Thirty years on a high note

They don’t come much better than multi-award-winning Jim Juno. But his one low point in a career of achievement did contractors everywhere a tremendous service.   BY GAVIN RILEY

Juno.jpgMore than 17 years ago this magazine wrote excitedly about a little-known 35-year-old contractor based in the eastern Hutt suburb of Stokes Valley.

In the space of a few weeks the young man’s decommissioning of the 80-year-old Morton Dam in Wainuiomata had won him, successively, the Contractors’ Federation Wellington branch construction award and the small-company category in the federation’s Caltex national awards. 

The magazine conveniently overlooked the fact that it had taken the “newcomer” 13 years of hard, self-employed graft to become an overnight sensation, and that his abilities had already been recognised by his election the previous year to the Power Crane Association council.

But the magazine got it exactly right when it declared: “Jim Juno is one of a band of younger contractors whose intelligence, skills and hard work will enable the industry to advance with confidence into the 21st century.” 

Within four years of that statement Juno had become president of the Contractors’ Federation, following on from another young leader, John Rowell, and (like Rowell) making a strong contribution to preparing the industry for a new millennium.

What intrigued Contractor in its 1990 article was Juno’s approach to his craft. He operated with a staff of only five, most of whom he had trained himself after hiring them for their self-motivation; he believed in keeping overheads down and productivity and workmanship standards up; he owned little plant, preferring to hire subcontractors on an hourly or contract basis according to the demands of the project; he worked almost exclusively for local authorities and government departments (because he considered they offered proper tendering procedures and no in-house dealings); and he tendered for the type of work hardly anyone else wanted because of its technical difficulty and high risk.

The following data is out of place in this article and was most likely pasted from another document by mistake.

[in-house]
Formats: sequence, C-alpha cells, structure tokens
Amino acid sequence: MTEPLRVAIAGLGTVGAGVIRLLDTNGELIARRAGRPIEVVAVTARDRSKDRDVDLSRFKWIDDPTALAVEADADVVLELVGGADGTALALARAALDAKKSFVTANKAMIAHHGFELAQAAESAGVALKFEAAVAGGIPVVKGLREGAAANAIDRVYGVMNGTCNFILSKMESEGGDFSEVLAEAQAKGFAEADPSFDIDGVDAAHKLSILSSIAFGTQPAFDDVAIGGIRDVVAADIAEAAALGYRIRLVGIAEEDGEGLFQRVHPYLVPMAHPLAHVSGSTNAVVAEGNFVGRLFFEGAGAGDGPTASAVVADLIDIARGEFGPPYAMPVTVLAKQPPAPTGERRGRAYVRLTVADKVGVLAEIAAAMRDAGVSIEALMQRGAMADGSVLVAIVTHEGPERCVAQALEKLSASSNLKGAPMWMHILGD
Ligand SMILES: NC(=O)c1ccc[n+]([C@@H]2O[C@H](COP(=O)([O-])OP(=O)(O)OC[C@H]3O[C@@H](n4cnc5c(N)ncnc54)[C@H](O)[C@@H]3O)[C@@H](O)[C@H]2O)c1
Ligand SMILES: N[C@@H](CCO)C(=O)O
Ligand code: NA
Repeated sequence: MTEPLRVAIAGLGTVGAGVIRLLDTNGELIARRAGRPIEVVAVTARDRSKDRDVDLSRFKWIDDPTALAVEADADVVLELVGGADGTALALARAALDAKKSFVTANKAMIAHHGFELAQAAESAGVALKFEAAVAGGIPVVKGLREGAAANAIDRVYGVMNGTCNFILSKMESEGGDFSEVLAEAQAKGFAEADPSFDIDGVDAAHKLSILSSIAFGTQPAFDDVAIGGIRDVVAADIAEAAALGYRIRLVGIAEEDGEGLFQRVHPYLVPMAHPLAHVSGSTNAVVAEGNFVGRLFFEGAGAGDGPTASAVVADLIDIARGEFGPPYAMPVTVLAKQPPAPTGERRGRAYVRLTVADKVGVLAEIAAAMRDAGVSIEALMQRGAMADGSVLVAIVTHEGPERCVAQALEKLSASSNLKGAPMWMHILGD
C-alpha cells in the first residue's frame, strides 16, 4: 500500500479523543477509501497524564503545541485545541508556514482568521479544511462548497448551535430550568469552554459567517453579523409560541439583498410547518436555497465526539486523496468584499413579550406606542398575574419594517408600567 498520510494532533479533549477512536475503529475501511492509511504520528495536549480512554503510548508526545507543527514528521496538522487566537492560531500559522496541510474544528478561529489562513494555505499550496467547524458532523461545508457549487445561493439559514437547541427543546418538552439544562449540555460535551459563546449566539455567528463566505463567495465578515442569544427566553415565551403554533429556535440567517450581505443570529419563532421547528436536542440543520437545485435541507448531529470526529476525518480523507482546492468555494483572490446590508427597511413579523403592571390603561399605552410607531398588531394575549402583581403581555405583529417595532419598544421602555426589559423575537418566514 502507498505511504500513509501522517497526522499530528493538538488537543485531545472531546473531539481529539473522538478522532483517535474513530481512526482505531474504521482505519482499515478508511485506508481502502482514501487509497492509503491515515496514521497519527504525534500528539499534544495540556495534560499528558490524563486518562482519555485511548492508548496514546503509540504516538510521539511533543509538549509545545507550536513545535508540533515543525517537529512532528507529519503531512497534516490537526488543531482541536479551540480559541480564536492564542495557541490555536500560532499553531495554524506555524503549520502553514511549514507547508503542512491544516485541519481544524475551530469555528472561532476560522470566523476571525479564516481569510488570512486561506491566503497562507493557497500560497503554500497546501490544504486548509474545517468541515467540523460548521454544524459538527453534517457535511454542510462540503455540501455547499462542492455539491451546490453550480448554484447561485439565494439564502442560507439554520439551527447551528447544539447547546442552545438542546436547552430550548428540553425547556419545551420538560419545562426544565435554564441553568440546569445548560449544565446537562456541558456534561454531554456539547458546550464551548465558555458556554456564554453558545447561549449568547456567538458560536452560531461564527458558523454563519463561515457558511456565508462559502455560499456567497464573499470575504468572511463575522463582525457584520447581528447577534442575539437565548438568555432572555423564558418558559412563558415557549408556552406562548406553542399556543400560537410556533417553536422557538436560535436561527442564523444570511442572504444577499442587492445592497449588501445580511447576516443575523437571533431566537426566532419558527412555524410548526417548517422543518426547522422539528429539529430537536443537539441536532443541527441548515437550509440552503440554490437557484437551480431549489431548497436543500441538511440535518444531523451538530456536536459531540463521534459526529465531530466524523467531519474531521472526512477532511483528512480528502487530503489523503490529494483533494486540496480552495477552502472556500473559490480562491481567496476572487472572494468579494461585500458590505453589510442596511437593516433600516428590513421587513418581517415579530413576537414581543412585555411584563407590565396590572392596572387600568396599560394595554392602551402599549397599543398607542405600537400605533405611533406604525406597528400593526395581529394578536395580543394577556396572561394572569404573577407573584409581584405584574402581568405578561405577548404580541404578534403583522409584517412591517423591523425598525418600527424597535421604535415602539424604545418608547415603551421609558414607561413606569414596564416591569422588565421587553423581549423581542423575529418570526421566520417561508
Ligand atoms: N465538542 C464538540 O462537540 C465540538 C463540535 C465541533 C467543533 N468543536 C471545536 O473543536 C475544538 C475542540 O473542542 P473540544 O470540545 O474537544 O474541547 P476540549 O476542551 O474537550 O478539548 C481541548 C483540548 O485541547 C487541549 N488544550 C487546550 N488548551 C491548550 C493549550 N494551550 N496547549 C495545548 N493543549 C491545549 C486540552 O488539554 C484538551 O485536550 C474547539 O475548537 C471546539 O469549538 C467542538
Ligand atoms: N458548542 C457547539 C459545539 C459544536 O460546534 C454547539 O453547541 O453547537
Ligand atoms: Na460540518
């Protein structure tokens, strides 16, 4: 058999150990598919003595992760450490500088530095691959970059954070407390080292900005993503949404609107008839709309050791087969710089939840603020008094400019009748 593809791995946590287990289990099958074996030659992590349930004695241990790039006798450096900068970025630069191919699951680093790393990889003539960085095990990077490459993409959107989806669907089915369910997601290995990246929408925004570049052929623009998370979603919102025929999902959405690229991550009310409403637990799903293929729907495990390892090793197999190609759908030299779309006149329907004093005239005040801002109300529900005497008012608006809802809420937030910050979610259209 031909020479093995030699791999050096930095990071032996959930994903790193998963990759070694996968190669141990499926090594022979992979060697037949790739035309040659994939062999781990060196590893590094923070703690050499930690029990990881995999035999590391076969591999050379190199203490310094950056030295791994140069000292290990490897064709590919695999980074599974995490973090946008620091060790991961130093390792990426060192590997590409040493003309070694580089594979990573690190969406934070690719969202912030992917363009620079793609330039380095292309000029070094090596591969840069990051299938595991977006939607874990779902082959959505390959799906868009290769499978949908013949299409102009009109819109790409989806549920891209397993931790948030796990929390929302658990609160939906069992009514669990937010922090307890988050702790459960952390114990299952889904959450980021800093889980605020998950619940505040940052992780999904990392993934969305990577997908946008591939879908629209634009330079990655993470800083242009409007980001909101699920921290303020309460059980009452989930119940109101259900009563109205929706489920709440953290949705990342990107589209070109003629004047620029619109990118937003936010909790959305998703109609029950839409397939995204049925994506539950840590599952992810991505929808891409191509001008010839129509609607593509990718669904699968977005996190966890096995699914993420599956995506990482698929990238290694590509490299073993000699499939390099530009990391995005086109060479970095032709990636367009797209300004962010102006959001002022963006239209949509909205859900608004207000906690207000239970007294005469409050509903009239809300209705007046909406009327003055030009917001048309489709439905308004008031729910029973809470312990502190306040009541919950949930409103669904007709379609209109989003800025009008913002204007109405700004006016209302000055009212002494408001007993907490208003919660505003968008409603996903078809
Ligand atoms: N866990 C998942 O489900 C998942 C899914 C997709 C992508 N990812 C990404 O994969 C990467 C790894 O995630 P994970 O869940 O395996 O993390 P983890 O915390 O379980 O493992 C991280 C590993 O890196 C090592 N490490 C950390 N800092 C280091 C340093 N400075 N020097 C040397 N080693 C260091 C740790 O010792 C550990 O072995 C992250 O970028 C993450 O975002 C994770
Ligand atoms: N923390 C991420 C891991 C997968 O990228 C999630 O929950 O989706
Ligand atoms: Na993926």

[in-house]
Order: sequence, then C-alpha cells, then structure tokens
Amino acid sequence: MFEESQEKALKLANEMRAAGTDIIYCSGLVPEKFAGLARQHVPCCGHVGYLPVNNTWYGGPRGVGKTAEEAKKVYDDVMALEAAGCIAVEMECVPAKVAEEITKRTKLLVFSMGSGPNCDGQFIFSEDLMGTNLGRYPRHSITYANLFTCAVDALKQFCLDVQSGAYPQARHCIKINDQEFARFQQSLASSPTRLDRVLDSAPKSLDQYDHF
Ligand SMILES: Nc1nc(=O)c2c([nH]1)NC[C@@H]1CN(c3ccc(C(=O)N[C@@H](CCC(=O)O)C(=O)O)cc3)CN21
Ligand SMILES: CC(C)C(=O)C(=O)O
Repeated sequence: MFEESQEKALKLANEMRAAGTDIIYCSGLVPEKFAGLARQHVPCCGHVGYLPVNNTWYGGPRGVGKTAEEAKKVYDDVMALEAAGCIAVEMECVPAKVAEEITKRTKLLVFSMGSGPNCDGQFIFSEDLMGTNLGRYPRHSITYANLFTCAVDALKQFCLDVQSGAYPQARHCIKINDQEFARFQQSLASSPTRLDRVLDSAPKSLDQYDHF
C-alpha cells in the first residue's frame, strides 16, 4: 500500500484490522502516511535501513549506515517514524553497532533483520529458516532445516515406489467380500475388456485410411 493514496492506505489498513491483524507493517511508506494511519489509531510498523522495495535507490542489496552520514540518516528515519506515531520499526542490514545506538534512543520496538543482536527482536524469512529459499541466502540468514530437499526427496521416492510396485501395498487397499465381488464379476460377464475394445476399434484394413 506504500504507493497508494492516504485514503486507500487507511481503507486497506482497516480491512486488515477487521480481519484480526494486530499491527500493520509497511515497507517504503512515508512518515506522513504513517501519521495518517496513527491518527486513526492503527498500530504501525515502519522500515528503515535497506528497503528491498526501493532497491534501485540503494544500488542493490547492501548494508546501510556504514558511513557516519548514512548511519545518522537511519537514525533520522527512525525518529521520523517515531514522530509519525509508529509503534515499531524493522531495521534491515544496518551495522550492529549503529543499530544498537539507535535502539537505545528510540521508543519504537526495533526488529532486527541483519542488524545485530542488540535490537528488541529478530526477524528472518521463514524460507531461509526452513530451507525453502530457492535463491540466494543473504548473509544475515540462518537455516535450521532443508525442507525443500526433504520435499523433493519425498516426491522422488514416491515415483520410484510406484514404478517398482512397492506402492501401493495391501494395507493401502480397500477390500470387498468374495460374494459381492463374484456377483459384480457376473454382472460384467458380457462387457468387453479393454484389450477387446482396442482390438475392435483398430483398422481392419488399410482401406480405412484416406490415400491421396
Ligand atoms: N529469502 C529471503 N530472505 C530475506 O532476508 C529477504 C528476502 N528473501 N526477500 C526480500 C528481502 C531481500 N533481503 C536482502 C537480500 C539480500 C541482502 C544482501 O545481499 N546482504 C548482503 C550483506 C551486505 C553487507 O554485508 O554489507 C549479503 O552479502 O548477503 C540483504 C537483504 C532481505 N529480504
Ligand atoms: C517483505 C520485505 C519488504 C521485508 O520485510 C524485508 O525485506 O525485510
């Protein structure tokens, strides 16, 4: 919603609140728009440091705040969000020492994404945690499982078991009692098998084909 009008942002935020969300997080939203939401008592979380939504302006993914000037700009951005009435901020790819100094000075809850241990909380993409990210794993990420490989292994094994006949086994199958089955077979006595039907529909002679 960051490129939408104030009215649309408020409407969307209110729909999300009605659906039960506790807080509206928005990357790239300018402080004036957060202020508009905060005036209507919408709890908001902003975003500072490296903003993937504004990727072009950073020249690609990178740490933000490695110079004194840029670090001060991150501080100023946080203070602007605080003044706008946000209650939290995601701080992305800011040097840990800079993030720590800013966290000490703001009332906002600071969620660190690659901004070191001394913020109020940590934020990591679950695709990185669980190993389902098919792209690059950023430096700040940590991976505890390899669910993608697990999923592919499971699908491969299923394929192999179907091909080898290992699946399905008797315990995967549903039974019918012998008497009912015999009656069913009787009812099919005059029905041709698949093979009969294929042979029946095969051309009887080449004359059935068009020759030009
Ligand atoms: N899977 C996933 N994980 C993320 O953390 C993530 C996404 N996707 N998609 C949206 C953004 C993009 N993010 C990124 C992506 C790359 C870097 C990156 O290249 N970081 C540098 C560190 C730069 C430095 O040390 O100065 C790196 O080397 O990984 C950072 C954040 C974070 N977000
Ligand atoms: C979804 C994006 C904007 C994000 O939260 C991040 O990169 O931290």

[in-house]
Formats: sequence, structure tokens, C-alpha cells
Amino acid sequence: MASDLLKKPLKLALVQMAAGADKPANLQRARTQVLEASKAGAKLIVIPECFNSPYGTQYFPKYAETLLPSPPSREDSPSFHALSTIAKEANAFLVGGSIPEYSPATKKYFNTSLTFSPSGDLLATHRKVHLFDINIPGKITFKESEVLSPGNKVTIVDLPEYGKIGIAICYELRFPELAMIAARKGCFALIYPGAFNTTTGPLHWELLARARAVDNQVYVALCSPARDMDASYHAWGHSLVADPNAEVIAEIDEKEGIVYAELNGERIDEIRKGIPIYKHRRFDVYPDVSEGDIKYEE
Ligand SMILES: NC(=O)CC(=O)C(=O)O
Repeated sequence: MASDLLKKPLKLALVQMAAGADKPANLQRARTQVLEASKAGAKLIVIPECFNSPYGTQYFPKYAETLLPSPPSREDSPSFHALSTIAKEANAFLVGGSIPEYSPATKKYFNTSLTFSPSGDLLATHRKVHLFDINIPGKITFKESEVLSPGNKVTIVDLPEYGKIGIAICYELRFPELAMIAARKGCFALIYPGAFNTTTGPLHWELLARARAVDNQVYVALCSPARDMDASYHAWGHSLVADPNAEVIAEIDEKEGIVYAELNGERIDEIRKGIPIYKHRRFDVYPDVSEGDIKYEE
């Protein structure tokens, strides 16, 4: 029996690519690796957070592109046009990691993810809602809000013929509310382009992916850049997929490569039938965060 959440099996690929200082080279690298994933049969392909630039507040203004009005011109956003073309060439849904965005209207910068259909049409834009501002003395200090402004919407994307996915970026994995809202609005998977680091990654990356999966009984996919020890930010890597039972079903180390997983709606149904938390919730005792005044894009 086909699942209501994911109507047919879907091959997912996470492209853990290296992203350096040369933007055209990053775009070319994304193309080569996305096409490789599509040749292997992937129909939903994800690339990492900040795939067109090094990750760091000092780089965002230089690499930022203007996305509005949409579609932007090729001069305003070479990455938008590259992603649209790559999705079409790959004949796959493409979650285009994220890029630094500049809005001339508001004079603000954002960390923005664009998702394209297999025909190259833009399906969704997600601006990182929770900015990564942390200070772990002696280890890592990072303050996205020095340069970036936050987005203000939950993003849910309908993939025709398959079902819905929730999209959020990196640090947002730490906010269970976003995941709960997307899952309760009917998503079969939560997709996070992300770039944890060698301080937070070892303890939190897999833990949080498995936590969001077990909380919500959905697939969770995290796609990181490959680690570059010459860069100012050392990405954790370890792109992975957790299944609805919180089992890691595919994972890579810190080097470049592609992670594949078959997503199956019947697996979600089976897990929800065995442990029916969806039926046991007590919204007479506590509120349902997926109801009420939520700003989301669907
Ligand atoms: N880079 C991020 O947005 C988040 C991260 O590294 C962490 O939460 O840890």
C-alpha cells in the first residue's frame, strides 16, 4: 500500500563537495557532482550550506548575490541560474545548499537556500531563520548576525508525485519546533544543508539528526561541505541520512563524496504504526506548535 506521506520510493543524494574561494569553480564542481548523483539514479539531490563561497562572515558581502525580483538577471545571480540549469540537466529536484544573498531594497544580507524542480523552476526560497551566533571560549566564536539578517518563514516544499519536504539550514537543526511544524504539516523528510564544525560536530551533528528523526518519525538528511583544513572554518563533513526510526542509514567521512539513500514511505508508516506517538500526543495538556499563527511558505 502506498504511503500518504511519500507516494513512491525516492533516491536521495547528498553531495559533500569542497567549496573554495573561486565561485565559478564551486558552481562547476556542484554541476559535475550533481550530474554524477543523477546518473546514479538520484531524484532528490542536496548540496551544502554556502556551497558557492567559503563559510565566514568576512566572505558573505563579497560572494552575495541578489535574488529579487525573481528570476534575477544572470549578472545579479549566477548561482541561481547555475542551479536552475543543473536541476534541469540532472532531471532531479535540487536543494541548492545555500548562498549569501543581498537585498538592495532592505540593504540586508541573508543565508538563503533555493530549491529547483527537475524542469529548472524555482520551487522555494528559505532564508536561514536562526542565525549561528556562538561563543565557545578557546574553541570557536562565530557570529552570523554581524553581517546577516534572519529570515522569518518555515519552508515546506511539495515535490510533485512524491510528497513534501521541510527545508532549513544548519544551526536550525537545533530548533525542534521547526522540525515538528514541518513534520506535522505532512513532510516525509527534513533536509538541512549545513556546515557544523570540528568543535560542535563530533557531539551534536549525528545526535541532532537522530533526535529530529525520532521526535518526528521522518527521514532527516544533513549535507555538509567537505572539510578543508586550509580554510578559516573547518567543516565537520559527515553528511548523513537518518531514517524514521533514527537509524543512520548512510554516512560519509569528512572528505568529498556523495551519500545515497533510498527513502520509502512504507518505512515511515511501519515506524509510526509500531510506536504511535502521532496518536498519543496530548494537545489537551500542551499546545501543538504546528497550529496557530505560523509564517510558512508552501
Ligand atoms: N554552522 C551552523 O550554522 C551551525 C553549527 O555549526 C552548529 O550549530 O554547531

Even before being “discovered” by Contractor, Juno had tackled a number of million-dollar-plus jobs. That prompted him in the article to make no apology for doing well materially and to state memorably: “When people grizzle at the money contractors make, they should always remember that no matter how efficiently contractors perform there’s a limit to how much they can make, but there’s no limit to how much they can lose…you can lose everything.”

Juno’s decommissioning of the 164-metre-long, 12.5-metre high, 485-million-litre-capacity Morton Dam was an accomplishment well above the norm for Caltex national award winners. The judges said the standard in the small category was the highest they had ever seen. Moreover, in the Wellington competition the Juno project had narrowly beaten what went on to become the national medium-category winner, John Rowell’s construction of the New Zealand hockey stadium all-weather playing field in Wellington.

It was also no secret that the Caltex judges rated a second Juno entry equally highly – his repairs to the Oporua spillway in the Wairarapa. Only the environmentally sensitive nature of the Morton Dam was believed to have given it the nod.

The following year Juno proved his 1990 brilliance was no fluke when he was again declared the winner of the Caltex small category, this time for his breakwater repair at Wellington’s Clyde Quay boat harbour.  And again he had a second high-calibre project entered – his Wellington-award-winning construction of a three-span concrete-and-structural steel bridge on a one-in-five gradient in the Hutt Valley.

Juno was in the news once more at the start of 1992 when his audacious joint venture with two-time Caltex winner Rowell beat off intense competition to capture a $7 million bridging and roading contract at Porirua, north of Wellington.